Johnnie & Katrina

Avoiding the Tweetie Birds

Zigzag Black

Chattanooga was home for only one year. But during my stay, I formed friendships that went far and deep. I lack sufficient explanation for why or how; all I can say is that my friendships felt like they entered an accelerator. Within a month of living in Chattanooga, I found myself in a two-story historic home near downtown with five other roommates. Two of which were Johnny and Katrina Payne. Johnny and Katrina evoke an irrepressible atmosphere of joy. Johnny speaks of the outdoors as one would his own brother, and currently works as an outdoor guide and gear consultant. Katrina collaborates with local coffee shop and Anglican Church, The Mission, helping with their student ministry. One thing is certain: they care about people. They have shed the hidden agendas and adopted the practice of unbiased love. They walk the path of life with intentionality as their guide. And yet, they would be the first to reveal that such lifestyles are not void of mistakes and missteps. The art they chose as permanent identifiers illustrated their life’s intent, making them the ideal archetype for Woven Ink.

I initiated the interview in an older, industrial building: one of many sibling buildings in Chattanooga. The windows ran floor to ceiling allowing light to flood the room. The multi-colored brick about us gleamed, exposing it’s age. Johnny began telling about his induction into tattoo culture. He spoke of how he had to overcome particular stereotypes he held before even considering permanently inking. He described his internal struggle with a sly humor: “For a long time, I went back and forth on getting tattoos, and why I should get one. I wondered why they were important or what they meant. For a long time I moved away from getting them. I would see old ladies with Tweetie Bird on their forearm and I thought, ‘this is weird.’ That was my experience: Tweetie Bird forearm tattoos. I didn’t really want any part in that.” He goes on to describe his tattoo Conversion Experience. Appropriate to Johnny’s personality, it begins at a summer camp where he worked as a counselor. He narrates a daily ritual where he would draw a particularly meaningful symbol on his forearm. “I kept a sharpie on my dresser and I would wake up, take a shower, get dressed, and write it on there again. [..] I had the opportunity to share and encourage people simply through something that was written on my arm.” This process took place for nearly six months before Johnny took the plunge for a permanent version. His tattoo artist? A homeless man named Kevin. The place? An apartment in a government subsidized housing project.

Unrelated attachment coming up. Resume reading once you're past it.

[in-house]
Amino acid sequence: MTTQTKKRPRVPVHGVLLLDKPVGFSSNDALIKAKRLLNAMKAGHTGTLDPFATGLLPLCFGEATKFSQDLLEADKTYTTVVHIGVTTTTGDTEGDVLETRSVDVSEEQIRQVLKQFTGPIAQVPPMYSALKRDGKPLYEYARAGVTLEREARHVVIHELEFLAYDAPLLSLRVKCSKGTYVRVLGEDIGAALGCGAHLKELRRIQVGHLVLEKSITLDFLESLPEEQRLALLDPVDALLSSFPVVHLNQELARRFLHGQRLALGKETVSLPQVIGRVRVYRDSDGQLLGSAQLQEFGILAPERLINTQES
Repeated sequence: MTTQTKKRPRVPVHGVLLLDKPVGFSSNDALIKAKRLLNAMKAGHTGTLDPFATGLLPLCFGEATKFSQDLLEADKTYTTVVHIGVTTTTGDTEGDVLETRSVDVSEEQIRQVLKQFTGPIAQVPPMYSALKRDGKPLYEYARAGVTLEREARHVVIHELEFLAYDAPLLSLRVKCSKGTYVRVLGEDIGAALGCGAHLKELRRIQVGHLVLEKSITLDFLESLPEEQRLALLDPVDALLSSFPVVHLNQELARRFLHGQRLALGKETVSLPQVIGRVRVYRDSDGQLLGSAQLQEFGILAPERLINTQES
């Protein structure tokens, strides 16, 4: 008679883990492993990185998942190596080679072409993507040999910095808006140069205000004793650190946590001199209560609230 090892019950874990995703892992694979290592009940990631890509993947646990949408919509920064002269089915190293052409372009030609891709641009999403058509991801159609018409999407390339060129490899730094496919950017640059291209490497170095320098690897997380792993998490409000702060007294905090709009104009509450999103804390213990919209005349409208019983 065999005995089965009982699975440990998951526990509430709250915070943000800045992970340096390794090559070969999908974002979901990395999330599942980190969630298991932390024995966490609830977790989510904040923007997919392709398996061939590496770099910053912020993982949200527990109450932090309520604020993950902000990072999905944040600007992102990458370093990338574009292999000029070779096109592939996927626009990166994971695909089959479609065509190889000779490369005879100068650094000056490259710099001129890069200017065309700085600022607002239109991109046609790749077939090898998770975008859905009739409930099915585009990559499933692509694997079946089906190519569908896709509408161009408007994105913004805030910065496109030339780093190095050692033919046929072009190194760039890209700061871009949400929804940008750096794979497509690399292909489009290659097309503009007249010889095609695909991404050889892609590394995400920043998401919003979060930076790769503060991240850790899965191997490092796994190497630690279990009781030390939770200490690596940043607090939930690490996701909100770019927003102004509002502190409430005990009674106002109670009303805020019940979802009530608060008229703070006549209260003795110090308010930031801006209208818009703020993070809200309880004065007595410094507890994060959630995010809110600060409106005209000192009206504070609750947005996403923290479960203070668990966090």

This first tattoo set the stage for Johnny’s perception of skin art and its innate ability to start conversations. “For me, they are primarily an outward expression rather than an inward expression,” Johnny goes on to say. Even now, I am taken aback by this approach. Not in offense, but because it is unconventional. His primary goal is blessing. It is conversation; it is narrative. Johnny shifts into the light, osbscuring half of his face in shadow, while the subtlety of his smile remains.



Johnny elaborates on the overlapping grains of wheat. Katrina listens to the well-worn story, and yet, her expression reveals that it’s delight and vigor still resonate with her. Johnny explains how “all three pieces of the Trinity, Father, Son, and Holy Spirit, are represented in these heads of wheat. We use wheat to make bread and things that sustain and feed us. Essentially, it means that I am perfectly provided for.” He affectionately refers to it as the “Wheatie Trinity,” and cracks a smile.